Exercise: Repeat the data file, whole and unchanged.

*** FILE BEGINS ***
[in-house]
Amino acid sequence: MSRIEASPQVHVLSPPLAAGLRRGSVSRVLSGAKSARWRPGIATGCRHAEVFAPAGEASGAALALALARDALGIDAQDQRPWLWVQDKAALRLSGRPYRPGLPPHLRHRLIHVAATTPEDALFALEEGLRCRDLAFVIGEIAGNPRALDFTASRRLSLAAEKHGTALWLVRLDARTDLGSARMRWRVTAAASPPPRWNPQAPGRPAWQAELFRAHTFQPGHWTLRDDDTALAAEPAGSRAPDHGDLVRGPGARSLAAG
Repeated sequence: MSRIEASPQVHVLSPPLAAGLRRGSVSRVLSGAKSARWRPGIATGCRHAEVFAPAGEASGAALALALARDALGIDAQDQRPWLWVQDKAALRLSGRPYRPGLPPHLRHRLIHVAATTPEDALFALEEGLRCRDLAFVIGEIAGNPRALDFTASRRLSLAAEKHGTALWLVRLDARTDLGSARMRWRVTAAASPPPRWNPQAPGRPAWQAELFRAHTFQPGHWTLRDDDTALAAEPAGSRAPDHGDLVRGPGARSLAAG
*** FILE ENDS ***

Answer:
[in-house]
Amino acid sequence: MSRIEASPQVHVLSPPLAAGLRRGSVSRVLSGAKSARWRPGIATGCRHAEVFAPAGEASGAALALALARDALGIDAQDQRPWLWVQDKAALRLSGRPYRPGLPPHLRHRLIHVAATTPEDALFALEEGLRCRDLAFVIGEIAGNPRALDFTASRRLSLAAEKHGTALWLVRLDARTDLGSARMRWRVTAAASPPPRWNPQAPGRPAWQAELFRAHTFQPGHWTLRDDDTALAAEPAGSRAPDHGDLVRGPGARSLAAG
Repeated sequence: MSRIEASPQVHVLSPPLAAGLRRGSVSRVLSGAKSARWRPGIATGCRHAEVFAPAGEASGAALALALARDALGIDAQDQRPWLWVQDKAALRLSGRPYRPGLPPHLRHRLIHVAATTPEDALFALEEGLRCRDLAFVIGEIAGNPRALDFTASRRLSLAAEKHGTALWLVRLDARTDLGSARMRWRVTAAASPPPRWNPQAPGRPAWQAELFRAHTFQPGHWTLRDDDTALAAEPAGSRAPDHGDLVRGPGARSLAAG